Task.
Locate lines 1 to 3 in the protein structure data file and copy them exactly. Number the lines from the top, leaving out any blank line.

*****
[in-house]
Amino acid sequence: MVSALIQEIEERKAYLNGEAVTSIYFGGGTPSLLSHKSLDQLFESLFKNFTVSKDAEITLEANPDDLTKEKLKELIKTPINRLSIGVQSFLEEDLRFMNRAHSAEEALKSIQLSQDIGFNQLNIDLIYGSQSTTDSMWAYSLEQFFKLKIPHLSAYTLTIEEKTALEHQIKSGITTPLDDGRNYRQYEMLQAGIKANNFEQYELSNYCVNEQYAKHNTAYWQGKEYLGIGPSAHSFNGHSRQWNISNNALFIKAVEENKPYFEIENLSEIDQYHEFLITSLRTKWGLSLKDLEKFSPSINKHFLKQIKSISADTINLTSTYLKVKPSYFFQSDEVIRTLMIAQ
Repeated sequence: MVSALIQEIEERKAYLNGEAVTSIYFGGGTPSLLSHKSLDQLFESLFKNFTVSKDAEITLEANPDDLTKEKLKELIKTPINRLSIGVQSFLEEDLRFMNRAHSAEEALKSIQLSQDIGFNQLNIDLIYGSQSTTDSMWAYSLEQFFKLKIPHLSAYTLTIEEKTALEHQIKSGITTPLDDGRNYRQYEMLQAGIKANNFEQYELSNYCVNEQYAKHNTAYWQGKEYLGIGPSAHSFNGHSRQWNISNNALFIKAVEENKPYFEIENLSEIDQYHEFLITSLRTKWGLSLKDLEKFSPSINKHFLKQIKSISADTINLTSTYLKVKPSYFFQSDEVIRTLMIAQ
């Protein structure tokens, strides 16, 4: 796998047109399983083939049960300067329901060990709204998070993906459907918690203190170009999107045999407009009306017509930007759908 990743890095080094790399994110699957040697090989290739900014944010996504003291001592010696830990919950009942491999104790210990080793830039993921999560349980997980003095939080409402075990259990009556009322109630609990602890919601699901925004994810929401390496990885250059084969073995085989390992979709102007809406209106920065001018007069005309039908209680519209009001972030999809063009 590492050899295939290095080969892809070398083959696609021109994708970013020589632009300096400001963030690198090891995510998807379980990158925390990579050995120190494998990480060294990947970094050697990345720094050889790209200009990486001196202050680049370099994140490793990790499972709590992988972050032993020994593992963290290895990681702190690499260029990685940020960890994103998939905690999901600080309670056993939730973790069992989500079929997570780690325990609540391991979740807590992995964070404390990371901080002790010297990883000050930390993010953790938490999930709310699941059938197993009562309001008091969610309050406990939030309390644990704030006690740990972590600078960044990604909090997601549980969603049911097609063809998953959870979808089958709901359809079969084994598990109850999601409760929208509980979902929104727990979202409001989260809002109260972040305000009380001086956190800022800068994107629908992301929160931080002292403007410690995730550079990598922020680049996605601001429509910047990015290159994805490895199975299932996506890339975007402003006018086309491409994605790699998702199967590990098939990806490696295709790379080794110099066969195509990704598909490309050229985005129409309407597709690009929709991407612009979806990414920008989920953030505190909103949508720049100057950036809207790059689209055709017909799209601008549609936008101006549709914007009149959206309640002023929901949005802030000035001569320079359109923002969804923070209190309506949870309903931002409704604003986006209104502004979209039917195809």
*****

[in-house]
Amino acid sequence: MVSALIQEIEERKAYLNGEAVTSIYFGGGTPSLLSHKSLDQLFESLFKNFTVSKDAEITLEANPDDLTKEKLKELIKTPINRLSIGVQSFLEEDLRFMNRAHSAEEALKSIQLSQDIGFNQLNIDLIYGSQSTTDSMWAYSLEQFFKLKIPHLSAYTLTIEEKTALEHQIKSGITTPLDDGRNYRQYEMLQAGIKANNFEQYELSNYCVNEQYAKHNTAYWQGKEYLGIGPSAHSFNGHSRQWNISNNALFIKAVEENKPYFEIENLSEIDQYHEFLITSLRTKWGLSLKDLEKFSPSINKHFLKQIKSISADTINLTSTYLKVKPSYFFQSDEVIRTLMIAQ
Repeated sequence: MVSALIQEIEERKAYLNGEAVTSIYFGGGTPSLLSHKSLDQLFESLFKNFTVSKDAEITLEANPDDLTKEKLKELIKTPINRLSIGVQSFLEEDLRFMNRAHSAEEALKSIQLSQDIGFNQLNIDLIYGSQSTTDSMWAYSLEQFFKLKIPHLSAYTLTIEEKTALEHQIKSGITTPLDDGRNYRQYEMLQAGIKANNFEQYELSNYCVNEQYAKHNTAYWQGKEYLGIGPSAHSFNGHSRQWNISNNALFIKAVEENKPYFEIENLSEIDQYHEFLITSLRTKWGLSLKDLEKFSPSINKHFLKQIKSISADTINLTSTYLKVKPSYFFQSDEVIRTLMIAQ